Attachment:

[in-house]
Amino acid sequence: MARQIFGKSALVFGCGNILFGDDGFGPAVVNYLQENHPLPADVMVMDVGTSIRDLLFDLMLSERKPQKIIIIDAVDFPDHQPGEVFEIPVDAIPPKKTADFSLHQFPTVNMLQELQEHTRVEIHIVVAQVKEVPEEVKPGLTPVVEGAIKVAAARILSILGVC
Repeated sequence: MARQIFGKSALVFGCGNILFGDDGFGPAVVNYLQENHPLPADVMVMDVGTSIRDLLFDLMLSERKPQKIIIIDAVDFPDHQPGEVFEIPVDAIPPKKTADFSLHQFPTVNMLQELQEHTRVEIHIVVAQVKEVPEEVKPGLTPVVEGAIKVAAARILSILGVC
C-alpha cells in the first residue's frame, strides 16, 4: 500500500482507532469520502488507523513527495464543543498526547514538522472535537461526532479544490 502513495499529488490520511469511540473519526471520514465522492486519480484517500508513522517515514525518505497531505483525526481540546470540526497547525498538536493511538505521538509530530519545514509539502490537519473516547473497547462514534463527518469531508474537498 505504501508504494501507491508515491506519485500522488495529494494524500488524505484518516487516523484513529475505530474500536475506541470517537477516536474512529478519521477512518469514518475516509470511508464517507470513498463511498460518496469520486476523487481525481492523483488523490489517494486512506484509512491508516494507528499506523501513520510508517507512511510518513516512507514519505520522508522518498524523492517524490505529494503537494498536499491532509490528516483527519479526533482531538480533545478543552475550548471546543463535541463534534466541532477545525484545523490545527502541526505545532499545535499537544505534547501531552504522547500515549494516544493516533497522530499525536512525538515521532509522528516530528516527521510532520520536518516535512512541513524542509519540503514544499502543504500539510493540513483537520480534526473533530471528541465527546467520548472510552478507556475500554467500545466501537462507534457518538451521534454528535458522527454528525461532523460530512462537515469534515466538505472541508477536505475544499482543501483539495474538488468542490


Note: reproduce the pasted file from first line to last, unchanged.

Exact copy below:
[in-house]
Amino acid sequence: MARQIFGKSALVFGCGNILFGDDGFGPAVVNYLQENHPLPADVMVMDVGTSIRDLLFDLMLSERKPQKIIIIDAVDFPDHQPGEVFEIPVDAIPPKKTADFSLHQFPTVNMLQELQEHTRVEIHIVVAQVKEVPEEVKPGLTPVVEGAIKVAAARILSILGVC
Repeated sequence: MARQIFGKSALVFGCGNILFGDDGFGPAVVNYLQENHPLPADVMVMDVGTSIRDLLFDLMLSERKPQKIIIIDAVDFPDHQPGEVFEIPVDAIPPKKTADFSLHQFPTVNMLQELQEHTRVEIHIVVAQVKEVPEEVKPGLTPVVEGAIKVAAARILSILGVC
C-alpha cells in the first residue's frame, strides 16, 4: 500500500482507532469520502488507523513527495464543543498526547514538522472535537461526532479544490 502513495499529488490520511469511540473519526471520514465522492486519480484517500508513522517515514525518505497531505483525526481540546470540526497547525498538536493511538505521538509530530519545514509539502490537519473516547473497547462514534463527518469531508474537498 505504501508504494501507491508515491506519485500522488495529494494524500488524505484518516487516523484513529475505530474500536475506541470517537477516536474512529478519521477512518469514518475516509470511508464517507470513498463511498460518496469520486476523487481525481492523483488523490489517494486512506484509512491508516494507528499506523501513520510508517507512511510518513516512507514519505520522508522518498524523492517524490505529494503537494498536499491532509490528516483527519479526533482531538480533545478543552475550548471546543463535541463534534466541532477545525484545523490545527502541526505545532499545535499537544505534547501531552504522547500515549494516544493516533497522530499525536512525538515521532509522528516530528516527521510532520520536518516535512512541513524542509519540503514544499502543504500539510493540513483537520480534526473533530471528541465527546467520548472510552478507556475500554467500545466501537462507534457518538451521534454528535458522527454528525461532523460530512462537515469534515466538505472541508477536505475544499482543501483539495474538488468542490